Tianjin: A Foreigner’s City…Without Foreigners

Only a half and hour train ride outside of Beijing lies an amazing city (that almost no one outside of China has ever heard of) called Tianjin. As it is so close to Beijing, I thought it would be just like it. You know, the same types of buildings, architecture, people, food, and so forth. As it turned out, the two cities are extremely different.

Can you guess which of the pictures are from Tianjin?

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It’s hard to be sure, huh? Well, the truth is that they’re all from Tianjin. Without the Chinese characters on buildings and taxi’s, I could have been in any city in Europe. In particular, I felt like I was staying in Greece because our hostel was built to look like a Greek villa (see picture above!).

A long time ago it was occupied by many foreign countries at once. All those foreign people (外国人) certainly left their mark on the city. We saw many French style buildings near our hotel and intentionally went to see both the Tianjin eye (sound familiar?) and the Italian Style town. Even the skyscrapers could belong in any American or European city.

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Despite how foreign the city looked, we only saw a handful of other foreigners. There were a lot of tourists, but they were primarily Chinese. How was that possible? Tianjin was perhaps the most foreign looking city I’d seen in China so far (though I’m reserving my final judgement until after I visit Shanghai). Though, that could be the reason in it of itself. Foreigners don’t often come here because it is so similar to where they come from, and because there aren’t as many business opportunities as in Shanghai or Hong Kong.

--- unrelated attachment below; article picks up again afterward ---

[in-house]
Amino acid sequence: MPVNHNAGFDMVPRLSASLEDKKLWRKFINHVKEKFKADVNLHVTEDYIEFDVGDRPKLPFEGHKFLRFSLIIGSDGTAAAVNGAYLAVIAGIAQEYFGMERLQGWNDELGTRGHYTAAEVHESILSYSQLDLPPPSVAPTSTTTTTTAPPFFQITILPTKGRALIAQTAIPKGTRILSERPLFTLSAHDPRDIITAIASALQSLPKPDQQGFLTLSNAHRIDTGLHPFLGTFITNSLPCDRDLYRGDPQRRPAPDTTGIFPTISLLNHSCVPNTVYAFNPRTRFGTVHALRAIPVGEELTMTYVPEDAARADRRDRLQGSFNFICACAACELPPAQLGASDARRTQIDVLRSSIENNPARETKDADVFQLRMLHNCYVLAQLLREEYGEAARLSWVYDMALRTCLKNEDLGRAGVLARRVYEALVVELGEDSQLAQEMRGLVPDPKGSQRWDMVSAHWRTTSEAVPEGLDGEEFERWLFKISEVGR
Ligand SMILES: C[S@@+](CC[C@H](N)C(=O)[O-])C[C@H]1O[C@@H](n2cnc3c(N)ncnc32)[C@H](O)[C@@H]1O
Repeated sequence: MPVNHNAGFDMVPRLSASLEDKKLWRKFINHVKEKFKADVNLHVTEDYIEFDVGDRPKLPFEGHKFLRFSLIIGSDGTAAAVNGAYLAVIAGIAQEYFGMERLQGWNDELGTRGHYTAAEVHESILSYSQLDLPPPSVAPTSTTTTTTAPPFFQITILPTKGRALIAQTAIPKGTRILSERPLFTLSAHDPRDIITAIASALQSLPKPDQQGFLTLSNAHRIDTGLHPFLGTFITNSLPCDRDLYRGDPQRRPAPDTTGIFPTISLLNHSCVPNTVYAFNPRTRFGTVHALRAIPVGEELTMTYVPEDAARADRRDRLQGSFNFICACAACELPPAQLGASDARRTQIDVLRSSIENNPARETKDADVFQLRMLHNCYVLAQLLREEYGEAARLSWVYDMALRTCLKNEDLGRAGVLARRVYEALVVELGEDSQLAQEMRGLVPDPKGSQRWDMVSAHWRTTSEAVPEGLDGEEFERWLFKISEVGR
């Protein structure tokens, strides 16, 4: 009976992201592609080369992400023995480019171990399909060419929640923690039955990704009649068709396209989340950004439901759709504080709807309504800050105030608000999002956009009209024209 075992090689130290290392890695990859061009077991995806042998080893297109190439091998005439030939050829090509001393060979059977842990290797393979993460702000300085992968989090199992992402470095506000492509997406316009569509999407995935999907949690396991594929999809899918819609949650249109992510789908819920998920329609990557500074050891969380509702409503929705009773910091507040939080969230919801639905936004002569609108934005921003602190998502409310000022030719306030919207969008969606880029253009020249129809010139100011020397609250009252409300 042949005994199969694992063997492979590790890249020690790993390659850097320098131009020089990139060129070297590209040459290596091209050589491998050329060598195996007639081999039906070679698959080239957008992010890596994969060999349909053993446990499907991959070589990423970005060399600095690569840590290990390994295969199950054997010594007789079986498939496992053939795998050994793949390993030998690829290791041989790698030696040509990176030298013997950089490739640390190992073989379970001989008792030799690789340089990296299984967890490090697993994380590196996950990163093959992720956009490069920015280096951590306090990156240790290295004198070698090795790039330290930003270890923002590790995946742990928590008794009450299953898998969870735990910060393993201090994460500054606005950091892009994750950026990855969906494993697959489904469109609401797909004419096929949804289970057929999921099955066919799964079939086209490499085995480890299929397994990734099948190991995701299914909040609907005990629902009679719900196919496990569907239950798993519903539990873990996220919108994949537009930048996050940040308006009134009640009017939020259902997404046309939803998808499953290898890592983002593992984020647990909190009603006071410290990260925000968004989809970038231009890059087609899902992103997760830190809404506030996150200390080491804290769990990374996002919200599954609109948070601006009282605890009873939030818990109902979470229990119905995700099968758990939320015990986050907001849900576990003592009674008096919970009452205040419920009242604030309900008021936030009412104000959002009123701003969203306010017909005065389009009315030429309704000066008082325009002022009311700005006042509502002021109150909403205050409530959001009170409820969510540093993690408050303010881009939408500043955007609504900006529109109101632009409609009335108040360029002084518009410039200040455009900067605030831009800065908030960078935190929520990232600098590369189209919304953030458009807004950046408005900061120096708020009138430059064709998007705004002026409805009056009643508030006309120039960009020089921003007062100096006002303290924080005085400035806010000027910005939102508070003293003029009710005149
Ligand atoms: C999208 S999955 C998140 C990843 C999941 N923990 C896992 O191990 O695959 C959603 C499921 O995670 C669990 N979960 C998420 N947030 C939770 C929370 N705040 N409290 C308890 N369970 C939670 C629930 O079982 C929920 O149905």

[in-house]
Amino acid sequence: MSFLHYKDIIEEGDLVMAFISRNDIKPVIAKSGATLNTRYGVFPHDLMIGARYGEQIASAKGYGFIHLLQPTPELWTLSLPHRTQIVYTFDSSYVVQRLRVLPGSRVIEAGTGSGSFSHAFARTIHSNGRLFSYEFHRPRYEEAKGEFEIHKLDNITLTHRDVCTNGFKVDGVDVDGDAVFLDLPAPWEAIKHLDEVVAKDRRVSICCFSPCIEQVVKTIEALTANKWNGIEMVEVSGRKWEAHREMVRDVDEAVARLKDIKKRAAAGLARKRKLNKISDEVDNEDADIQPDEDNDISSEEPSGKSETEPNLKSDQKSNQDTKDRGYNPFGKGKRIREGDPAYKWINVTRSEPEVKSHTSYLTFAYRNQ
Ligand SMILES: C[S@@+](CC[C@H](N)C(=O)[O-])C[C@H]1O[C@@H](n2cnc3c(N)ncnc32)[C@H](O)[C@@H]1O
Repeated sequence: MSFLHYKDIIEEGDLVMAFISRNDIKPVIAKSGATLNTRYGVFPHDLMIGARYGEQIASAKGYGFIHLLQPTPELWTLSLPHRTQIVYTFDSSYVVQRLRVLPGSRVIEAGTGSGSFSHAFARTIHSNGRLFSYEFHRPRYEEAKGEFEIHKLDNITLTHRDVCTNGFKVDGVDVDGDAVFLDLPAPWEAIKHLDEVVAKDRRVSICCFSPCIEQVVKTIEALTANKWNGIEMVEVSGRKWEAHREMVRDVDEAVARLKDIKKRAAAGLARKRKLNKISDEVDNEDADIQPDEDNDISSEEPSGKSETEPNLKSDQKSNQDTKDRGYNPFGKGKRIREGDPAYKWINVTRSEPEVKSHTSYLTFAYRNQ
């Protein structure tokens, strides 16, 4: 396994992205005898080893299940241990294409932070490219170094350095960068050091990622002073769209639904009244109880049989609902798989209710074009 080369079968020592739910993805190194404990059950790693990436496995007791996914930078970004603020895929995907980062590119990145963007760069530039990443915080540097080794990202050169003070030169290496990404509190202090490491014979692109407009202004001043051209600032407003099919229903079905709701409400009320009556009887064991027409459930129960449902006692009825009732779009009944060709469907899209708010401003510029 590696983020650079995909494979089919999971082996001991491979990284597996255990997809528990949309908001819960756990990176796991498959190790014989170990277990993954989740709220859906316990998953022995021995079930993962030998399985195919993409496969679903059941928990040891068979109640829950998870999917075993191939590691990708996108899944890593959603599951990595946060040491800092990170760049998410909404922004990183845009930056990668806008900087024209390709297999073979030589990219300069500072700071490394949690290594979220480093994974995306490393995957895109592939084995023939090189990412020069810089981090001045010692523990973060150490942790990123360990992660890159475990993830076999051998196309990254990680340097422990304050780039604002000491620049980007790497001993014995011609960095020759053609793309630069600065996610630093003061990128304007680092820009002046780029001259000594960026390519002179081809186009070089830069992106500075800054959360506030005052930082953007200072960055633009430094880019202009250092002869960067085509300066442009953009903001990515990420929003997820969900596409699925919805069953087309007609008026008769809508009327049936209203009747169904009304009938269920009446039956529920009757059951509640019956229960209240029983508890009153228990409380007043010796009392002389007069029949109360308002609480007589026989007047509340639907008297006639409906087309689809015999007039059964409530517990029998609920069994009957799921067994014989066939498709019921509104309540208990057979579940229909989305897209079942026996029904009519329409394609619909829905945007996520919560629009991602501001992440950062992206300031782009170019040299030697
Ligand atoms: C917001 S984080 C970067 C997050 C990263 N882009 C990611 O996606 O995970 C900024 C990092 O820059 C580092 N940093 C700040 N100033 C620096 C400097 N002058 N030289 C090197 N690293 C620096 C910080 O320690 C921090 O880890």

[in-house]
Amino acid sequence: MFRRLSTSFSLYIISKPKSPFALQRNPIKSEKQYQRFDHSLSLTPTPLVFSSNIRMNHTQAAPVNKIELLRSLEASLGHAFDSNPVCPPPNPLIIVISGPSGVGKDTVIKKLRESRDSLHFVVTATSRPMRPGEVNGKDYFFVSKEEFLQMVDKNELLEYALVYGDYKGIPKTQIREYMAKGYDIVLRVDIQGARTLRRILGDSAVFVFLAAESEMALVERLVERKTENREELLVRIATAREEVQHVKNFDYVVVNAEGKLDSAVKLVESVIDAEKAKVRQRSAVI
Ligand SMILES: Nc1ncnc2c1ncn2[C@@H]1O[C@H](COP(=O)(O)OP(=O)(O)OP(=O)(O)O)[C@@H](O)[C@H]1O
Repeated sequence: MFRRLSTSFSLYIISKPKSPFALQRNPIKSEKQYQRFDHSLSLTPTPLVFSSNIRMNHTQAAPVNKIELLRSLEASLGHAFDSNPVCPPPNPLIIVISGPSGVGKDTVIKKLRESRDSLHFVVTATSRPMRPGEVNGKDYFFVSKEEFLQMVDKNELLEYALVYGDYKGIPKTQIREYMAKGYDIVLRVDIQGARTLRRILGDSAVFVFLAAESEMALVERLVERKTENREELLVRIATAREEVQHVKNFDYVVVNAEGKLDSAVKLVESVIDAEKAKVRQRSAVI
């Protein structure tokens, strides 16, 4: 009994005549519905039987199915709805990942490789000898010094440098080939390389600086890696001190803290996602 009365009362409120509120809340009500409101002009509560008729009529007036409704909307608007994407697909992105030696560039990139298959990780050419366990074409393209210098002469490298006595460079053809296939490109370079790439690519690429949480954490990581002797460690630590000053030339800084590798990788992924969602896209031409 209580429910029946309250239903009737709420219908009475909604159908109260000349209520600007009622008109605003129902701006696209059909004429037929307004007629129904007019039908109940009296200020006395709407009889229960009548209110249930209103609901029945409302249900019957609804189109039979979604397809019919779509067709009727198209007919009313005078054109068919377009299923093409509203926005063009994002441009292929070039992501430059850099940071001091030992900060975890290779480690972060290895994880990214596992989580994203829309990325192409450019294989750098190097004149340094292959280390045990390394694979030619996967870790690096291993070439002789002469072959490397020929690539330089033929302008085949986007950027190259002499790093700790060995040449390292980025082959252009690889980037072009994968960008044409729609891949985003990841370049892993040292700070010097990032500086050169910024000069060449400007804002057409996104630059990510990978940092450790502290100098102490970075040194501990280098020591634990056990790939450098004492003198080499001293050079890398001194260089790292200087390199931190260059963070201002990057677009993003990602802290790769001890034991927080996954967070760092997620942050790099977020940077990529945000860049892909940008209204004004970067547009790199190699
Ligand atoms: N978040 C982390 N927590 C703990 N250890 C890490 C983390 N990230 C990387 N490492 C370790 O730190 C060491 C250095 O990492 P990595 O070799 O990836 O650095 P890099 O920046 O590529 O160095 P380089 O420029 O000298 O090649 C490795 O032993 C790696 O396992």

They don’t know what they are missing. It’s not just a city of foreign buildings either. The people of Tianjin have taken those buildings and made them their own. One of the most well known (and literal) example of this phenomenon is called China House. We found it by accident (of course). We literally passed it on our taxi ride to our hostel and thought it looked interesting enough to come back to. A Chinese man took an old French style building and covered it completely (and I do mean completely) in ancient Chinese porcelain. It is now a porcelain museum that showcases this type of ancient art in a totally innovative way. The word “China” in the photo below is made of concrete and covered in artfully broken pieces of porcelain.

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I guess Tianjin is sort of an outward example of how China sees itself today. It wants to be a modern country, but with Chinese characteristics. It’s a daunting challenge faced by many countries and people around the world. How do you advance and better yourself while still maintaining your own essence and culture? Perhaps China has the right idea; take the old and make it your own.

1 thought on “Tianjin: A Foreigner’s City…Without Foreigners

  1. Aunt Lori

    I’ve been out of touch for a while and just checked back in. The language sounds quite a bit like the differences between to, too, and two or here, hear, etc., only with a much greater possibility of offending someone if used incorrectly. No wonder I have always heard it is one of the most difficult languages to learn. Your trip to a foreign city with no foreigners sounds like an interesting glimpse in to the vast history of other cultures in China, I’m glad you enjoyed it. Maybe you can take your mom there? Have fun with her in your last few weeks in China!

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